Hey, There’s Something Green in My Soup! Harnessing the Power of Greens
My love of dark leafy greens has been a life-long journey. By that, I mean that I have journeyed from disgust to enjoyment, and it has taken a long time to arrive at my current destination.
Growing up, I hated greens. The only green vegetable my mother could get me to eat was iceberg lettuce. Even then, I could only get it down if it was drowning in Wishbone Italian Dressing. If forced to, I could manage to get peas and green beans down by utilizing the Swallow-without-Chewing technique. Of course, that technique demands a lot of water and frequent trips to the bathroom. It doesn’t make for an enjoyable dining experience.
It wasn’t until college that I willingly ventured into the fresh new world of Romaine, Red Leaf, Green Leaf, and Bibb. And, sadly, it wasn’t until after I was married that discovered the joys of Spinach, Kale, and “the greens” (Mustard, Collard, and Turnip), and so many other things: Arugula, Radicchio, and red and green Cabbages.
I admit, though, that I am still working my way up to Broccoli. I’m not there yet. 😉
But I’ve got to tell you, there’s power in dem greens! I wish I had discovered them earlier.
According to Amanda Kay at Suite101.com, “The nutritional benefits of dark green, leafy vegetables, such as kale, spinach and collard greens, continue to be discovered by researchers and nutrition experts. It is well known that the darker the leaf, the more dense the nutritive value of the vegetable.” Heart-healthy and delicious, many studies show that dark greens are an excellent way to reduce diabetes and even prevent certain types of cancer. Rich in vitamins A, C, and K, and rich in folate, iron and calcium, dark leafy greens are definitely good for the body.
Know someone who needs a little help getting the greens down? Try this soup on them. And let me know how it turns out. I’m sure the bacon will help. 😉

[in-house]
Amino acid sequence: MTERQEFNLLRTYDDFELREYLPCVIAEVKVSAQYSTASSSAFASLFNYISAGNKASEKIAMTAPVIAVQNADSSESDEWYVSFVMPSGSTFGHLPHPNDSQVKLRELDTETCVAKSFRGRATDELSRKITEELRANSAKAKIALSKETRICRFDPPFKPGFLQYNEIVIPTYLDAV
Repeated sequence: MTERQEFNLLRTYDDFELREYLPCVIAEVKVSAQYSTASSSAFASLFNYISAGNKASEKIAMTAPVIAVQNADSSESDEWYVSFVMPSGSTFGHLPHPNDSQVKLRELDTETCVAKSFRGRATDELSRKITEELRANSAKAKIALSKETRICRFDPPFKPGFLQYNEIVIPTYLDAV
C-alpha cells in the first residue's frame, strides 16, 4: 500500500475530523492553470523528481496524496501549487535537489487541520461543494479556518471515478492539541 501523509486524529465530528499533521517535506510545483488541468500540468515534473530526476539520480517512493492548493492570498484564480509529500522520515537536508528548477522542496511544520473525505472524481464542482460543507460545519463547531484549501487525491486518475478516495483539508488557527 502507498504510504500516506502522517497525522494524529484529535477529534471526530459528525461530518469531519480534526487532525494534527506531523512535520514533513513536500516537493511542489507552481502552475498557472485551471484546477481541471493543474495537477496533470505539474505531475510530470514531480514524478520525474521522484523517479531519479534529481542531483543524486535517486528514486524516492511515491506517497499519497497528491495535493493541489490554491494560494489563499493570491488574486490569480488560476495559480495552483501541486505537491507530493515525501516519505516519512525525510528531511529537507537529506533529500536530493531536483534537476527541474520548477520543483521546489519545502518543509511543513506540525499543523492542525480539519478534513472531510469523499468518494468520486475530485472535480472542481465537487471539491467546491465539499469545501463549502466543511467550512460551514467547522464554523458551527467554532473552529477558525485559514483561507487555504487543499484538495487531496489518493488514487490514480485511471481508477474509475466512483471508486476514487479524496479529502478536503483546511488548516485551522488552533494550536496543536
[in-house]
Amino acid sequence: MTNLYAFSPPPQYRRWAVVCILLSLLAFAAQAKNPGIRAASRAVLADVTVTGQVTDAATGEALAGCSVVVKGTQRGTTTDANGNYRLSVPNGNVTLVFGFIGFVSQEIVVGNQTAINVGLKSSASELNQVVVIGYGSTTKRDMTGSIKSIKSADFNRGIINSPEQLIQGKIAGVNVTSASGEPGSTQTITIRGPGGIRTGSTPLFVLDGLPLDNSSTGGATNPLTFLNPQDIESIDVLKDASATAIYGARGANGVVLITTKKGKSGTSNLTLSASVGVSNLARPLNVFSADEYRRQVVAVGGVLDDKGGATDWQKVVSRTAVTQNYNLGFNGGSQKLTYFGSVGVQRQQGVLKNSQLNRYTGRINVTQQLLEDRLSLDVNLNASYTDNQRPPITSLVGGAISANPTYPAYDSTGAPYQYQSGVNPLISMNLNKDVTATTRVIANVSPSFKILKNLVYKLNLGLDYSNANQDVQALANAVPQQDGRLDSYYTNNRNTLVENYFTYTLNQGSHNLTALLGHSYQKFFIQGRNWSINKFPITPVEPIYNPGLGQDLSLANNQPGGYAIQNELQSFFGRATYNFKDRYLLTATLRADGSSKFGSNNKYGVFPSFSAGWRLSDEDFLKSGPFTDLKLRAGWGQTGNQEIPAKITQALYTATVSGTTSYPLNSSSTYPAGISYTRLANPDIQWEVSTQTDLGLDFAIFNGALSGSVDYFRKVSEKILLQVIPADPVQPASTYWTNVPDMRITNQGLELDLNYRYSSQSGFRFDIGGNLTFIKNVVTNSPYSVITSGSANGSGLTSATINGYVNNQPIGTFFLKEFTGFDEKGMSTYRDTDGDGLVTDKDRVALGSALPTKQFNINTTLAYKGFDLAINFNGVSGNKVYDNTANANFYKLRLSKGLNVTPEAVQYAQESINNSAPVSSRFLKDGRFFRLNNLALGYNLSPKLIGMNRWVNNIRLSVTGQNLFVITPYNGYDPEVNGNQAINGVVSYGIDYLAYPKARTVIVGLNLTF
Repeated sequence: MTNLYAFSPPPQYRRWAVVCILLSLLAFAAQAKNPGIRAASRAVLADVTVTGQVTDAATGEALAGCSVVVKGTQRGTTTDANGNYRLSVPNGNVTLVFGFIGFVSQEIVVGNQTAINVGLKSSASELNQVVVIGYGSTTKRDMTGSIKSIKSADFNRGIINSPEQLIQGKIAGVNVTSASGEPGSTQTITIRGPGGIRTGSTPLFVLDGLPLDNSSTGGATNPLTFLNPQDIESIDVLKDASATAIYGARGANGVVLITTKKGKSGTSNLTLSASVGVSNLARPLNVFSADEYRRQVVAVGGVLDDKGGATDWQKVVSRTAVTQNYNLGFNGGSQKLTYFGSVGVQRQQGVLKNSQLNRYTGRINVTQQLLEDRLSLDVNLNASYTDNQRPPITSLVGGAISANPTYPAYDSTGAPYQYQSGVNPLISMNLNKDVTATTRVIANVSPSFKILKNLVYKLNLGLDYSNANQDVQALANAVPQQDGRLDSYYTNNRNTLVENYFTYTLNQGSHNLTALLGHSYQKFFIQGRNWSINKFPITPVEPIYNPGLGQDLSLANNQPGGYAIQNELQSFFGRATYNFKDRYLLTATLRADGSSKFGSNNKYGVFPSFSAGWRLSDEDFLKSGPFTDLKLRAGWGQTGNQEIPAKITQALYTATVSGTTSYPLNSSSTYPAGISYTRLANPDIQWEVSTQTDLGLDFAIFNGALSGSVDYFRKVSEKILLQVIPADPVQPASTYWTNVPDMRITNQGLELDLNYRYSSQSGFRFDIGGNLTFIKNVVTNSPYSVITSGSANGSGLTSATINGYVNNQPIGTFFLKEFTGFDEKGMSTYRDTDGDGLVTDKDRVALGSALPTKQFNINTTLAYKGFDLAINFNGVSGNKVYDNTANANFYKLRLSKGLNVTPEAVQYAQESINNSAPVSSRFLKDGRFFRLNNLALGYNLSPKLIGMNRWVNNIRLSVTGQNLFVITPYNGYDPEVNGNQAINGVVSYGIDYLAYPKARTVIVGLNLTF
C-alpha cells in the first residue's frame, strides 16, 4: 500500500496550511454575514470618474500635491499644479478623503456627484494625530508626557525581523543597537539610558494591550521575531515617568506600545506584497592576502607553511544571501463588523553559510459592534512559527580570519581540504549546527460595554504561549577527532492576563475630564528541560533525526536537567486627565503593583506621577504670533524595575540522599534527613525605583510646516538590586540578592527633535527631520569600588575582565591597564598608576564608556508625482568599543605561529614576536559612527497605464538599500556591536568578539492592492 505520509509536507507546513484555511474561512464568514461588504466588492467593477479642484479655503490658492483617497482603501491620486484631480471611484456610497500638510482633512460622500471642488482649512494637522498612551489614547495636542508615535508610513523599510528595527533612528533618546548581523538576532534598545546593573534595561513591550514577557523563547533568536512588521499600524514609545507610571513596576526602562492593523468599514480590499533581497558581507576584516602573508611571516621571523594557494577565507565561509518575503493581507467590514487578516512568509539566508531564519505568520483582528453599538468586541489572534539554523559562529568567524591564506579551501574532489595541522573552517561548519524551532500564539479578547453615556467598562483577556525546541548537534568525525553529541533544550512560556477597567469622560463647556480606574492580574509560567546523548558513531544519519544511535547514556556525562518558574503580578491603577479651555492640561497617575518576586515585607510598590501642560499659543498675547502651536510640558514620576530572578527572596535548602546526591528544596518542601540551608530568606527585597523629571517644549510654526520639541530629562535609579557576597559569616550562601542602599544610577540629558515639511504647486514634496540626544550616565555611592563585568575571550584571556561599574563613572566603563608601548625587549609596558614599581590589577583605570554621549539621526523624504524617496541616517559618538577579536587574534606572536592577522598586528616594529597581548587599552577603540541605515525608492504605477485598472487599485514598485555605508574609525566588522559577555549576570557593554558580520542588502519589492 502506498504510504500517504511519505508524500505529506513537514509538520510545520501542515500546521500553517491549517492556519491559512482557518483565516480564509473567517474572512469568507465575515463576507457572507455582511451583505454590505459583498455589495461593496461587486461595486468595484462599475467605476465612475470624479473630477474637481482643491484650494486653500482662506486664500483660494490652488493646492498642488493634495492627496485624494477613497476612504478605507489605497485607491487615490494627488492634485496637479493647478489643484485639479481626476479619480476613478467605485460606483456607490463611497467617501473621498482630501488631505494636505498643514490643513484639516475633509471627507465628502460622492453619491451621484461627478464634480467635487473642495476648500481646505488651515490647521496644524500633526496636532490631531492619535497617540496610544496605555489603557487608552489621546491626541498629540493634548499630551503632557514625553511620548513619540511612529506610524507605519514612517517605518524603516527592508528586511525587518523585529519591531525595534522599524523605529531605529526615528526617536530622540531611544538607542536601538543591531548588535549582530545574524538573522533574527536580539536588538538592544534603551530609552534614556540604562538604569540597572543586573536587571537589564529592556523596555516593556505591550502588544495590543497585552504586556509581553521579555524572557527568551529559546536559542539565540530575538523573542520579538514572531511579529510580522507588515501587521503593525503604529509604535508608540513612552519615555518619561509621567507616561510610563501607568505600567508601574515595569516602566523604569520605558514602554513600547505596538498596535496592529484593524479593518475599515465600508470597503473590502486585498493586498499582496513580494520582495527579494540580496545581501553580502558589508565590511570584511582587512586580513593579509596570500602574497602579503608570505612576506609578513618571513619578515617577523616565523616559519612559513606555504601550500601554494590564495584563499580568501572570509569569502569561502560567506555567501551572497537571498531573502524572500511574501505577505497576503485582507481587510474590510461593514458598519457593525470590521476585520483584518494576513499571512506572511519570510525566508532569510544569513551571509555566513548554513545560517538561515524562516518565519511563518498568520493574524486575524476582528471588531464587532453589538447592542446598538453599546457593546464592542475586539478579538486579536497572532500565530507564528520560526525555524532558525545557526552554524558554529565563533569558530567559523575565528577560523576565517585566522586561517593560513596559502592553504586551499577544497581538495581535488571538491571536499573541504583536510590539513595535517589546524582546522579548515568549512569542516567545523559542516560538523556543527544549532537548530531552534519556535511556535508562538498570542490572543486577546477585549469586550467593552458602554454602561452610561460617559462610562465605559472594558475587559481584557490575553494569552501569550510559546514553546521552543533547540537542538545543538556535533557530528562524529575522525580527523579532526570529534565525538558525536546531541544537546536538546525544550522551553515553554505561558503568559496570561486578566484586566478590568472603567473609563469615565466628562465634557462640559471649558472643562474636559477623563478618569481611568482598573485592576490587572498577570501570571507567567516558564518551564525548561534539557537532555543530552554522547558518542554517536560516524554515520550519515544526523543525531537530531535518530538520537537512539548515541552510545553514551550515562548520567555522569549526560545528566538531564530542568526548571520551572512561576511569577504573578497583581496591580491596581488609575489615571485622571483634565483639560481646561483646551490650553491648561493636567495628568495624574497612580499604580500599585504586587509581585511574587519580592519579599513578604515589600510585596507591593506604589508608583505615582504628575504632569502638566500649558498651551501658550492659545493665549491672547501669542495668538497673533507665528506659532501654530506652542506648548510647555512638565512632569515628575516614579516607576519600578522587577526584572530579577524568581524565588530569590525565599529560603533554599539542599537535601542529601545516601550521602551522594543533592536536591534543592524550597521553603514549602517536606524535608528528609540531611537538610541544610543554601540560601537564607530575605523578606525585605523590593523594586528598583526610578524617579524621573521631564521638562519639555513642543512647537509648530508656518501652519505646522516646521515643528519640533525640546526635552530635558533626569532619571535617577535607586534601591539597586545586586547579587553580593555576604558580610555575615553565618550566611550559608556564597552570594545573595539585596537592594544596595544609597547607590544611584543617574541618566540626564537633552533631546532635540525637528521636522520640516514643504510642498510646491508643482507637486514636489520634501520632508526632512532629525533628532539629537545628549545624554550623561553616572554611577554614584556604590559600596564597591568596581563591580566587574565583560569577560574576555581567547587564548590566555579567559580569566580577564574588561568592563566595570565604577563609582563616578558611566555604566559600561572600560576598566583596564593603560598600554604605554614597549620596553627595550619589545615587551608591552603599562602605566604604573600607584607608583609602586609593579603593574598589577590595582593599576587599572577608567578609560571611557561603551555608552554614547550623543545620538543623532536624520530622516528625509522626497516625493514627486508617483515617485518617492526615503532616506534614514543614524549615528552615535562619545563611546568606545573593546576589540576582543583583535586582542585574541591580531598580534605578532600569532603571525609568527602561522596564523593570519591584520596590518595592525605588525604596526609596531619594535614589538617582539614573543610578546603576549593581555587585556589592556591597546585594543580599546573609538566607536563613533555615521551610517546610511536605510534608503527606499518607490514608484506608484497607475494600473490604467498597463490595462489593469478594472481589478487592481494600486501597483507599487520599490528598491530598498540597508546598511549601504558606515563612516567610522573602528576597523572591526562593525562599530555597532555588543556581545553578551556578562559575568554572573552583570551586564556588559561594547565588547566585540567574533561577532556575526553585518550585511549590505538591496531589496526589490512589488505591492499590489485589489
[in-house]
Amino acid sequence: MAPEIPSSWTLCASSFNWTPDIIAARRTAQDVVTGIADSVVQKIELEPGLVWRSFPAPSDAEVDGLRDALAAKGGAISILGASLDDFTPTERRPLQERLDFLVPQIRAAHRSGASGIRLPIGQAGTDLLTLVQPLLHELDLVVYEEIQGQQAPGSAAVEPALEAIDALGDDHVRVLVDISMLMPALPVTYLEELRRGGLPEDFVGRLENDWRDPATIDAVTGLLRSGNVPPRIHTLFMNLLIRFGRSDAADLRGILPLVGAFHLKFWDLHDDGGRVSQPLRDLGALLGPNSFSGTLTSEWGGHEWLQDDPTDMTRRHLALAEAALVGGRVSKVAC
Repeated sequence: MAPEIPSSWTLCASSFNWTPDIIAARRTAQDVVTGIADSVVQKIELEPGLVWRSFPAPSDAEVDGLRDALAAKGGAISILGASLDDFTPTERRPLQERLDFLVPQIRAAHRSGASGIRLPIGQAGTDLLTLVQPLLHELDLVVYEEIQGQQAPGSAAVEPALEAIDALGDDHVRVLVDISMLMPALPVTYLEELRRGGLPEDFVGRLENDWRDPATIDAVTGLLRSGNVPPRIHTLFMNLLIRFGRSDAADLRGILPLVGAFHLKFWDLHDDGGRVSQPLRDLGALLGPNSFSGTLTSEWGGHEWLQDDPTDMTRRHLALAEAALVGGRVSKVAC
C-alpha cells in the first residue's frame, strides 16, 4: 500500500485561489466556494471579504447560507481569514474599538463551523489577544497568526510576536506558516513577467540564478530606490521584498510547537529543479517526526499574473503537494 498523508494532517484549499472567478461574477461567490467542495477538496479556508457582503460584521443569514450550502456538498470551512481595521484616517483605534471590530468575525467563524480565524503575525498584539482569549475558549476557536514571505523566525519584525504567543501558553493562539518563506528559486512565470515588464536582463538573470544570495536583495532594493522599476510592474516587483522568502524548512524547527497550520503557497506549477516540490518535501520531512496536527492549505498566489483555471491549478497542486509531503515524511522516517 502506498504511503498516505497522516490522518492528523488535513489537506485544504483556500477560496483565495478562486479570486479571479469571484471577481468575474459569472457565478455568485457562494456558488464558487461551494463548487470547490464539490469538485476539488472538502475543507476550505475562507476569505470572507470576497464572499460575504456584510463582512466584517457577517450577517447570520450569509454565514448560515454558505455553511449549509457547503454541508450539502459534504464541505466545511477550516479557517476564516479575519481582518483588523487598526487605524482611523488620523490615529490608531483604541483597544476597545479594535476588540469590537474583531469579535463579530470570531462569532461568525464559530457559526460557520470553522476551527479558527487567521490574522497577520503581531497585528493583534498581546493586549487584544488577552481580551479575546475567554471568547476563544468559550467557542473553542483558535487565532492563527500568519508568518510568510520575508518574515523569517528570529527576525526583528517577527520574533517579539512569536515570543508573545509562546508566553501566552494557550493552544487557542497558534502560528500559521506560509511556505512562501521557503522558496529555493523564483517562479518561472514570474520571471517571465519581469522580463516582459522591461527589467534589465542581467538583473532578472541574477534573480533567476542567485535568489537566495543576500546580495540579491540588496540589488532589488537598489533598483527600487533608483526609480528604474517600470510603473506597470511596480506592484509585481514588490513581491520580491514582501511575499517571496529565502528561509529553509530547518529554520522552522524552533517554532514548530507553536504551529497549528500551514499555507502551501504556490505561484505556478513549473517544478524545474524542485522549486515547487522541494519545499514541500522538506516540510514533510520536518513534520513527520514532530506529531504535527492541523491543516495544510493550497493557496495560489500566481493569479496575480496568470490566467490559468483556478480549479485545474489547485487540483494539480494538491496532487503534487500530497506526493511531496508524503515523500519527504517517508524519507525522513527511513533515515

Chicken Soup for the Soul… and Tummy!
With the arrival of cold weather (even down here in south Louisiana!) comes also the common cold. And if you’re feeling under the weather, there’s nothing better than a bowl of hot chicken soup.
When it comes to fighting a cold, chicken soup may be more powerful that over-the-counter medicine. Of course, this chicken soup is so yummy that you won’t want to wait until you are sick. I made it last night. It was so good that I am doing a repeat tonight. Maybe we should think of it as preventative medicine. 😉
I’ve noted before that – when preparing recipes with chicken – I tend to start with the whole bird. I like to buy whole chickens, roast them, and save the bones. I make stock from scratch. It’s so delicious and so much better for you than store-bought stock. It’s also super-easy to make.
The following recipe will make a large pot of soup, one that will feed 10 to 15 people at one sitting. If you need to make less, just halve the recipe. I like to make big pots of soup because I am feeding a family of five. We will either eat on the soup for dinner two or three days in a row. Or, I’ll freeze it after the first meal. That will come in handy for a future dinner when I am really pressed for time.
Try this chicken soup out and let me know what you think!
- 2 whole chickens, roasted and deboned
- 1 pound pickled pork, or other seasoning pork
- 20 cups of chicken stock
- 3 large sweet yellow onions, chopped
- 3 green and/or red bell peppers, chopped
- 6 to 8 cloves of garlic, minced
- 2 tablespoons of bacon grease (or coconut oil) for sauteing
- 3 to 4 carrots, peeled and sliced
- 1 pound fresh green beans, chopped
- 1 pound Cremini mushrooms (Baby Bella), washed and sliced
- 2 quarts greens (turnip, collard, mustard, kale or spinach), washed and chopped
- Kosher salt, freshly cracked black pepper, and cayenne to taste
- Sriracha to taste (optional)
- 1 lb crispy bacon
- Green onions (scallions) to garnish bowls
- Heat the bacon grease or oil over medium-high heat in a large, heavy-bottomed pot or Dutch oven. Add the onion, bell pepper, and 1 teaspoon of salt, 1 teaspoon of black pepper, and ½ teaspoon of cayenne. Sauté, stirring occasionally, until the veggies are softened and are starting to brown, about 8 to 10 minutes. Add the garlic and sauté, stirring frequently, for about 2 minutes.
- Add the stock and bring to a boil. Reduce heat to a simmer, and add the pickled pork (or other seasoning pork) and the carrots. Simmer, stirring occasionally, until the vegetables are completely tender, 20 to 30 minutes.
- Remove the pickled pork and either shred it with two forks, or dice it with a knife. Then add it back to the pot.
- Stir in the chicken, the green beans, the greens, and the mushrooms. Simmer, stirring occasionally, until all is tender and the flavors marry, about 10 to 20 minutes.
- Season with salt, pepper, and cayenne (or Sriracha) to taste and garnish each bowl with chopped green onions and a pinch of crispy bacon.